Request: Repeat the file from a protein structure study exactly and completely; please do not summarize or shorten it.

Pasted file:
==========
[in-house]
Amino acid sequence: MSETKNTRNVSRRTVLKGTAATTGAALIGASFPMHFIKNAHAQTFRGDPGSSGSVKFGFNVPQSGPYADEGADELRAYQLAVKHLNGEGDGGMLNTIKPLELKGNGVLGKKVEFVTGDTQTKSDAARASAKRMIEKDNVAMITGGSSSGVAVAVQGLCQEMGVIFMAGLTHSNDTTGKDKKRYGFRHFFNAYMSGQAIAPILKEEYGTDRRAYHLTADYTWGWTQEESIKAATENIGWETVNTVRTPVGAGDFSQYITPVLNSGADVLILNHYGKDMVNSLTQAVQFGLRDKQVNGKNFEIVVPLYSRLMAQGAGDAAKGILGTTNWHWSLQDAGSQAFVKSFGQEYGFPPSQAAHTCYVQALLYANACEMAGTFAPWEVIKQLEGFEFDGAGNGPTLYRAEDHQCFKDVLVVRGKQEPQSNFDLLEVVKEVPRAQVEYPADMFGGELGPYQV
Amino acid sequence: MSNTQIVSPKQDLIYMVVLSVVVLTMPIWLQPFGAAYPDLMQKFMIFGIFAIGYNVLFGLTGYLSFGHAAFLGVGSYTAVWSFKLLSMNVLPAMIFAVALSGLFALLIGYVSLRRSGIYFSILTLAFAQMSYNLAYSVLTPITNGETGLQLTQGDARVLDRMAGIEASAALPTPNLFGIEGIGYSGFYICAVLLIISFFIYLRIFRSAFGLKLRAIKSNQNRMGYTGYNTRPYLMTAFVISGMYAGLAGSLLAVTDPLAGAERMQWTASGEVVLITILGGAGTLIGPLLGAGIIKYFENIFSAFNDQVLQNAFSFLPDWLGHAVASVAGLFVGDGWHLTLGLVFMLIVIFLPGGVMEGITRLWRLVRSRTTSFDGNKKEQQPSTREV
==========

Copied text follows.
[in-house]
Amino acid sequence: MSETKNTRNVSRRTVLKGTAATTGAALIGASFPMHFIKNAHAQTFRGDPGSSGSVKFGFNVPQSGPYADEGADELRAYQLAVKHLNGEGDGGMLNTIKPLELKGNGVLGKKVEFVTGDTQTKSDAARASAKRMIEKDNVAMITGGSSSGVAVAVQGLCQEMGVIFMAGLTHSNDTTGKDKKRYGFRHFFNAYMSGQAIAPILKEEYGTDRRAYHLTADYTWGWTQEESIKAATENIGWETVNTVRTPVGAGDFSQYITPVLNSGADVLILNHYGKDMVNSLTQAVQFGLRDKQVNGKNFEIVVPLYSRLMAQGAGDAAKGILGTTNWHWSLQDAGSQAFVKSFGQEYGFPPSQAAHTCYVQALLYANACEMAGTFAPWEVIKQLEGFEFDGAGNGPTLYRAEDHQCFKDVLVVRGKQEPQSNFDLLEVVKEVPRAQVEYPADMFGGELGPYQV
Amino acid sequence: MSNTQIVSPKQDLIYMVVLSVVVLTMPIWLQPFGAAYPDLMQKFMIFGIFAIGYNVLFGLTGYLSFGHAAFLGVGSYTAVWSFKLLSMNVLPAMIFAVALSGLFALLIGYVSLRRSGIYFSILTLAFAQMSYNLAYSVLTPITNGETGLQLTQGDARVLDRMAGIEASAALPTPNLFGIEGIGYSGFYICAVLLIISFFIYLRIFRSAFGLKLRAIKSNQNRMGYTGYNTRPYLMTAFVISGMYAGLAGSLLAVTDPLAGAERMQWTASGEVVLITILGGAGTLIGPLLGAGIIKYFENIFSAFNDQVLQNAFSFLPDWLGHAVASVAGLFVGDGWHLTLGLVFMLIVIFLPGGVMEGITRLWRLVRSRTTSFDGNKKEQQPSTREV